Rhubarb is an odd and beautiful vegetable. It has a strange way of birthing it’s leaves by unfurling bright green and pink balls from within the ground. Rhubarb is a perennial and one of the first garden vegetables to emerge every spring. It takes up a lot of space, but is very low maintenance and attractive, making it a wonderful choice for an edible landscape or perennial garden.
Where to plant: A corner out of the way in sun to part shade is perfect.
Companions: Columbines, Garlic, Onions, and Beans.
Spacing: Plants should be spaced 3-4 feet apart. It seems like a lot of space, but they really do get huge. The leaves themselves can a foot or more wide.
Care: Rhubarb is very low maintenance. It doesn’t care too much for extreme heat and drought though, so a good mulch around the plants should help conserve moisture, keep the root area cool, and add soil fertility. When winter sets in a good thick mulch over the plants will protect them for the cold season and build up the soil further, making fertilizer unnecessary.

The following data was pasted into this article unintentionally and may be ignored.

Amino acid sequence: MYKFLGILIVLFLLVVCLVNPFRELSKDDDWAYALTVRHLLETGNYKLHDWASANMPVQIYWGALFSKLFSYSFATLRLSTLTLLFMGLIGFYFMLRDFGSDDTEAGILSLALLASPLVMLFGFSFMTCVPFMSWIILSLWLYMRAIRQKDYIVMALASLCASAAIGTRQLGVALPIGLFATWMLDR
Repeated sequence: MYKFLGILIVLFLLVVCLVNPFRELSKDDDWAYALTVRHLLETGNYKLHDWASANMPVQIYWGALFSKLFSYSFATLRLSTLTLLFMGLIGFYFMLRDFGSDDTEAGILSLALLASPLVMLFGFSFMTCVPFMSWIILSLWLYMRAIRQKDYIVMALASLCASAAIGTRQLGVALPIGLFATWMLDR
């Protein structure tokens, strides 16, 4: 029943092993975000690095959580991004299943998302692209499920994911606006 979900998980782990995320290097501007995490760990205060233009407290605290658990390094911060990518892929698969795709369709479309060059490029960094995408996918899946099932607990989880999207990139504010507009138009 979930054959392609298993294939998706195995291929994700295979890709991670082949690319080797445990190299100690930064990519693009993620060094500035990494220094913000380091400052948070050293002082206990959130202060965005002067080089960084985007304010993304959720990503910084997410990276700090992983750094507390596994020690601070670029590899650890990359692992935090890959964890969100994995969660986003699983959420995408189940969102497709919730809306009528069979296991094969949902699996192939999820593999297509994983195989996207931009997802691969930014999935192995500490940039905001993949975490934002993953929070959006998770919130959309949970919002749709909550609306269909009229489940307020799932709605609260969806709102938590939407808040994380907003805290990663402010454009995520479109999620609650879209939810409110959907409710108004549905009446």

Harvest: Stems can be taken from mature plants from April-October. The heaviest harvest should occur in the spring though, with lighter harvest into fall. Usually, 3-5 stems per plant can be cut at one time. To cut the stems from the plant, use a sharp knife and make the cut near the soil level. Remove the leaves and add to them compost pile. Rhubarb sends up rather impressive seed head mid-spring. Unless you want to save seed, it is recommended that you cut these down so that the plants can put all of their energy into producing new shoots.
Aren’t the leaves poisonous? Yes, the leaves contain Oxalic Acid. But you don’t eat the leaves, you eat the stems. However, the leaves can be boiled down to make a garden spray that can be used on seed beds of brassicas (cabbage family) to prevent clubroot. The spray can also be used on roses to prevent aphids and black spot.
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